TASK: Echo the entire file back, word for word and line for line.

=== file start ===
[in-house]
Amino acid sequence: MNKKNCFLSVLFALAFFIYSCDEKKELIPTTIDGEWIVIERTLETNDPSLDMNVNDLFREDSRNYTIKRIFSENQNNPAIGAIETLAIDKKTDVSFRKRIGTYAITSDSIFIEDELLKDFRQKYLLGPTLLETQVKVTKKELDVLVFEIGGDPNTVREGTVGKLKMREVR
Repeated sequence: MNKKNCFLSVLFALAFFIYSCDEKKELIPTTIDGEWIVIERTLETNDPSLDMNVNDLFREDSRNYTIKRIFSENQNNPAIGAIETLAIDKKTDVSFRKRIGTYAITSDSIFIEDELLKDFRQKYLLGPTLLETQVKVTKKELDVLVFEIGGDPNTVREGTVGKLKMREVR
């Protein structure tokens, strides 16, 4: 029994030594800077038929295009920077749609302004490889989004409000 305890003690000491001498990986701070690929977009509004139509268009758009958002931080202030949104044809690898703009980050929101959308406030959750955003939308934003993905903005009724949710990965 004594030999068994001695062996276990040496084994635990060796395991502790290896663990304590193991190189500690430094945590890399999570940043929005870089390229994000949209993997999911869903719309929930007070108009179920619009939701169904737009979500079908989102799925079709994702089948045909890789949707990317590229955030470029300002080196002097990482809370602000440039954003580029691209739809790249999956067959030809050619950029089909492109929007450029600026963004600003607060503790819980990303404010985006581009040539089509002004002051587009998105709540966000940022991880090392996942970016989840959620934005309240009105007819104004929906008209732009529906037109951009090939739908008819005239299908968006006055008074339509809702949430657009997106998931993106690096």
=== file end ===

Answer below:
[in-house]
Amino acid sequence: MNKKNCFLSVLFALAFFIYSCDEKKELIPTTIDGEWIVIERTLETNDPSLDMNVNDLFREDSRNYTIKRIFSENQNNPAIGAIETLAIDKKTDVSFRKRIGTYAITSDSIFIEDELLKDFRQKYLLGPTLLETQVKVTKKELDVLVFEIGGDPNTVREGTVGKLKMREVR
Repeated sequence: MNKKNCFLSVLFALAFFIYSCDEKKELIPTTIDGEWIVIERTLETNDPSLDMNVNDLFREDSRNYTIKRIFSENQNNPAIGAIETLAIDKKTDVSFRKRIGTYAITSDSIFIEDELLKDFRQKYLLGPTLLETQVKVTKKELDVLVFEIGGDPNTVREGTVGKLKMREVR
């Protein structure tokens, strides 16, 4: 029994030594800077038929295009920077749609302004490889989004409000 305890003690000491001498990986701070690929977009509004139509268009758009958002931080202030949104044809690898703009980050929101959308406030959750955003939308934003993905903005009724949710990965 004594030999068994001695062996276990040496084994635990060796395991502790290896663990304590193991190189500690430094945590890399999570940043929005870089390229994000949209993997999911869903719309929930007070108009179920619009939701169904737009979500079908989102799925079709994702089948045909890789949707990317590229955030470029300002080196002097990482809370602000440039954003580029691209739809790249999956067959030809050619950029089909492109929007450029600026963004600003607060503790819980990303404010985006581009040539089509002004002051587009998105709540966000940022991880090392996942970016989840959620934005309240009105007819104004929906008209732009529906037109951009090939739908008819005239299908968006006055008074339509809702949430657009997106998931993106690096």